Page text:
Other (non-code) Projects: Public Geospatial Data, Education and Curriculum, Live Handout DVD

We host the annual FOSS4G conferences (this year two of them) with typical attendance of 500-1000+ geospatial developers, industry and government types, and researchers. Our mailing lists collectively go out to ~ 20,000 unique subscribers.

For GSoC we hope to act as an umbrella org for a number of other non-OSGeo FOSS geo projects, including pgRouting, PyWPS, istSOS, and uDig.


postgres, c, gis, live-disc, algorithm, java, c#, graph, javascript, mapping, maps, c++, ajax, geospatial, mysql, http, php, geo, mssql, 3d, osm, openstreetmap, cartography, science

Main license

GNU General Public License (GPL)

Ideas list

Google Summer of Code 2015 Ideas

Mailing list


Organization web site


IRC Channel


Feed URL


Google+ URL


Twitter URL


Blog page


Facebook page

Left blank




If you chose "veteran" in the checkbox, please summarize your involvement in Google Summer of Code and the successes and challenges of your participation. Please also list your pass/fail rate for each year.

Year: pass/total 
2007: 13/19 
2008: 15/19 
2009: 17/20 
2010: 7/10 
2011: 19/21 
2012: 20/22 
2013: 21/22 
2014: 22/23 

2014 has been the year that OSGeo accepted most students: 23, from 19 different software projects. It was another great time for cross-project collaboration, for visibility for all the participating projects, both OSGeo and guests. The veteran mentors have been a strong foundation, upon which students and new mentors could rely. OSGeo sent two representatives to the GSoC Reunion, as well as two lottery winner students.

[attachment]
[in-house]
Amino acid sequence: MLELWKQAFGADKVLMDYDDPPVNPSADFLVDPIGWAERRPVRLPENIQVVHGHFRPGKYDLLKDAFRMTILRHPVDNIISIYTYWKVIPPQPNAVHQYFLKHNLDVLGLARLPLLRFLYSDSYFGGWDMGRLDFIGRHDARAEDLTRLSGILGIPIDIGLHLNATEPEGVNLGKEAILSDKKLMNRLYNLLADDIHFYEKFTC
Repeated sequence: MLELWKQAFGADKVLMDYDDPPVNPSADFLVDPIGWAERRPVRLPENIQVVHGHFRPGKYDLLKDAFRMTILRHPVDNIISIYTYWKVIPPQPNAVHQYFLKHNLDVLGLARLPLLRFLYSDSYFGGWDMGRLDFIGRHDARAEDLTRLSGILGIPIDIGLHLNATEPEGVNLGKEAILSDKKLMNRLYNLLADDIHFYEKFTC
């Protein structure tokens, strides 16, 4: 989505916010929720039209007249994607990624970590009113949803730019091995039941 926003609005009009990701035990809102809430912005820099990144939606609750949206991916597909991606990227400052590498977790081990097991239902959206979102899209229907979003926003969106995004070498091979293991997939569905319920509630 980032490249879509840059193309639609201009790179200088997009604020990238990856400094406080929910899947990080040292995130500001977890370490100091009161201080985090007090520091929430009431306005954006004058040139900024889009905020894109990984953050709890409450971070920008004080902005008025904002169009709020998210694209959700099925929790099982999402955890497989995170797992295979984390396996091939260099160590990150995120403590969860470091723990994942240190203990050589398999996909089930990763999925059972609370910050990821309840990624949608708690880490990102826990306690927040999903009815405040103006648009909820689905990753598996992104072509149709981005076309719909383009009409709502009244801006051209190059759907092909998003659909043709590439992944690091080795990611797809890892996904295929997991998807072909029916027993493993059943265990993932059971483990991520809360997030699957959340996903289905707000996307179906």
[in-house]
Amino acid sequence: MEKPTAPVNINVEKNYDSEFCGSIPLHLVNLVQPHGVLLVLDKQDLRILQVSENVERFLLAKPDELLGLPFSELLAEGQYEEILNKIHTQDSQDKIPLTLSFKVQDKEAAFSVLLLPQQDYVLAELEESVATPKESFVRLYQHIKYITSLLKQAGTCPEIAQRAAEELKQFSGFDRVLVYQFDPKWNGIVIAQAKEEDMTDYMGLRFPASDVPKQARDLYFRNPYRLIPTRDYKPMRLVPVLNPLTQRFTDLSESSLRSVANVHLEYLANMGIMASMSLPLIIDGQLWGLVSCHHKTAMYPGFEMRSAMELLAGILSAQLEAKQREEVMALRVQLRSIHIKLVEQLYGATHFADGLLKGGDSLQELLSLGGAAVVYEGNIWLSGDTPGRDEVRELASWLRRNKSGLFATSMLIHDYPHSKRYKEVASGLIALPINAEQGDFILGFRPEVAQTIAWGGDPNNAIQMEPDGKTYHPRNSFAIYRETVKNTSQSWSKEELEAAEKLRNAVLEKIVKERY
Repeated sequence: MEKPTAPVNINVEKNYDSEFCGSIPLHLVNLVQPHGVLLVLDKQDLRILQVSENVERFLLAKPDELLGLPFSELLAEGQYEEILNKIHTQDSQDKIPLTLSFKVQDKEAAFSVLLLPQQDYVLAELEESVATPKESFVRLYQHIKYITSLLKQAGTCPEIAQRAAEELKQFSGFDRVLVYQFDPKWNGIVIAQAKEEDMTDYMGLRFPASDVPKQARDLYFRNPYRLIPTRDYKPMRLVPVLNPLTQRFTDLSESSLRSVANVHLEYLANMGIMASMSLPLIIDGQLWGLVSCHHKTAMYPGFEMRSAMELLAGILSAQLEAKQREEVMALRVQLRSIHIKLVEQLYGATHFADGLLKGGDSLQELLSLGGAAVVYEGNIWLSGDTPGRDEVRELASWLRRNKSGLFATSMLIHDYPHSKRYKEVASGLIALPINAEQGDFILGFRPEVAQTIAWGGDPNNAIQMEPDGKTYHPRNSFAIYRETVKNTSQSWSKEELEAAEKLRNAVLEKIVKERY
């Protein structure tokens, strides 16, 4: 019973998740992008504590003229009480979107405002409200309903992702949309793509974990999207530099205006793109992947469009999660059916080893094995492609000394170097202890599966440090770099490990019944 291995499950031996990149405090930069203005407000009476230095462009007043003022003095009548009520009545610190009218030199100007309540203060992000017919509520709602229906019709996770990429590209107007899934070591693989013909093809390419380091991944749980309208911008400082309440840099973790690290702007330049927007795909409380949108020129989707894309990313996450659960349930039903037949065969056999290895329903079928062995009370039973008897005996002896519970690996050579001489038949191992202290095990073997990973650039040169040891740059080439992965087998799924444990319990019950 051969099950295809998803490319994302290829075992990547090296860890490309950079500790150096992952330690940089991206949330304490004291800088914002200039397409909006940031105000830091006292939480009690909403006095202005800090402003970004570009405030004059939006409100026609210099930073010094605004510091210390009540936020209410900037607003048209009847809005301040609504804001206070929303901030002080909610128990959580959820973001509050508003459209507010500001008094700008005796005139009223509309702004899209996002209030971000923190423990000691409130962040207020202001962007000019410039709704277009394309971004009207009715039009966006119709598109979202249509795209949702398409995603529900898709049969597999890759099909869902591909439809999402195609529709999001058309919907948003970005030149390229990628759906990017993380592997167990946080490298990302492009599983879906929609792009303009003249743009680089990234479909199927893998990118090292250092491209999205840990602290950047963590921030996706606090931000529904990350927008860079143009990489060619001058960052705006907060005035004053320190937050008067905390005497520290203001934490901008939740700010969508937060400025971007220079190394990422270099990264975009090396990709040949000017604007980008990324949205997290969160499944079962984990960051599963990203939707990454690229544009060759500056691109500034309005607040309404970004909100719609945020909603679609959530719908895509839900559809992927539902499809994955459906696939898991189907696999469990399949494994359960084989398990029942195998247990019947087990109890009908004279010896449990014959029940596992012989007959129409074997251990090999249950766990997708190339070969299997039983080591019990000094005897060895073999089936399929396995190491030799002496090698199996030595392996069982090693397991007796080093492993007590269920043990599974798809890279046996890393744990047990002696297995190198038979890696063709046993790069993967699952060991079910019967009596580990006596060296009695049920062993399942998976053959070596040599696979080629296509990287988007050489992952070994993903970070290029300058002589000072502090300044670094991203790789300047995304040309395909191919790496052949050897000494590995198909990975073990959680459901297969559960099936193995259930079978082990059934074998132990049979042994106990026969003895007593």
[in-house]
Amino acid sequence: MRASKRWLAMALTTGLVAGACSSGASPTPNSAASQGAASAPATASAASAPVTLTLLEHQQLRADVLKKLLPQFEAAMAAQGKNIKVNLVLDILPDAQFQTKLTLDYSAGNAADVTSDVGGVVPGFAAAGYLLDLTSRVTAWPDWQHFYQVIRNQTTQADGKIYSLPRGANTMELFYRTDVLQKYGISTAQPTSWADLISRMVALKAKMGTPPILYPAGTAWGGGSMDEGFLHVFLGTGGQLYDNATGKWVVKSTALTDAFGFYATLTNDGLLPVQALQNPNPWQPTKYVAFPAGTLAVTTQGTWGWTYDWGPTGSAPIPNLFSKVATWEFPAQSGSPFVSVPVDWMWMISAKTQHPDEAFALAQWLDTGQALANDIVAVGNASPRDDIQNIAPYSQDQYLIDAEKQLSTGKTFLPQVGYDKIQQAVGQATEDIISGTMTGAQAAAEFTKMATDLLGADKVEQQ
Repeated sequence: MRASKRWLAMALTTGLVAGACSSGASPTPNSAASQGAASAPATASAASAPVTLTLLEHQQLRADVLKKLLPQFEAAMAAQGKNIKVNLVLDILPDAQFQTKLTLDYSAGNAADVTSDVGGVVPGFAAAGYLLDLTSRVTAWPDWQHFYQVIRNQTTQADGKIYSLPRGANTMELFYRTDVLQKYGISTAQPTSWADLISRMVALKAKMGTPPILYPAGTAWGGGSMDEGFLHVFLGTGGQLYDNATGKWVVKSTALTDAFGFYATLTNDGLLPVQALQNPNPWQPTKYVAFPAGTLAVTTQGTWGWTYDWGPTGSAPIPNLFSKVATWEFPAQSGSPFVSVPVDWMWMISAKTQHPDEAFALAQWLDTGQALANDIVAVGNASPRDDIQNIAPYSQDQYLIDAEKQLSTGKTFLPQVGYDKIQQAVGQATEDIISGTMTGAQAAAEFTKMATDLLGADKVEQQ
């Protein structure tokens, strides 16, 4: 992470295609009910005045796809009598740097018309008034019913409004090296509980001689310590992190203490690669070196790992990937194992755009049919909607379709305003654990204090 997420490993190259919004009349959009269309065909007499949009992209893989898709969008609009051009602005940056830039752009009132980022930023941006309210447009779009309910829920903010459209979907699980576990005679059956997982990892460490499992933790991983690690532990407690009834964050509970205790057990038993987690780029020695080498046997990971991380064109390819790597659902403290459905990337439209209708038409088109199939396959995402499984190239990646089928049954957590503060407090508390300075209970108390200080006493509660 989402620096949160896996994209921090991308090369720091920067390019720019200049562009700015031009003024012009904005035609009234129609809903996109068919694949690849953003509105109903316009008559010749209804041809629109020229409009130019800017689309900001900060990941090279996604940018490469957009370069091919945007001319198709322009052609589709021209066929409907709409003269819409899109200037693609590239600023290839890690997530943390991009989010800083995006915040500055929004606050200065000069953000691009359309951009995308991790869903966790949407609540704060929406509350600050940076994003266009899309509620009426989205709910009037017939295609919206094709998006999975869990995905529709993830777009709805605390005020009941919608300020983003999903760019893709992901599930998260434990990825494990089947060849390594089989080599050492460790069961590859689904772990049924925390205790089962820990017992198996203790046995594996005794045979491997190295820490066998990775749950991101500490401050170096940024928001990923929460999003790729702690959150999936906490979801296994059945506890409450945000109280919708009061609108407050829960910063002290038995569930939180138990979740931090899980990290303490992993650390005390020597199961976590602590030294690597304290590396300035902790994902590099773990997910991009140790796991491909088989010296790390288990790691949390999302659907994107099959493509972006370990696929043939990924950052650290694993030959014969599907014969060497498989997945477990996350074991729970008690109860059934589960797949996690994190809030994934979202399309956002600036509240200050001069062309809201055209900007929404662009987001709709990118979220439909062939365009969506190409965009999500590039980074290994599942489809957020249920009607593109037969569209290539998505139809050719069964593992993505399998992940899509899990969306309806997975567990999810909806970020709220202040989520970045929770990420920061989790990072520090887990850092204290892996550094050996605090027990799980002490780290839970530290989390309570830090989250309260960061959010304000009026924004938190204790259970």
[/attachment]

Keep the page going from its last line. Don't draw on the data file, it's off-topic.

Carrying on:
In 2013, 21 of 22 students successfully completing their projects. It was a great year for the variety of software projects which took part under the OSGeo umbrella. We were glad that a bunch of small, newly formed geospatial projects joined our GSoC as guests and established links with the established OSGeo network, as well as to have more established projects like OpenStreetMap join us. We sent two delegates to the mentors' summit, who lead sessions on managing GSoC umbrella orgs and FOSS mapping. GSoC 2013 final report: http://www.osgeo.org/node/1410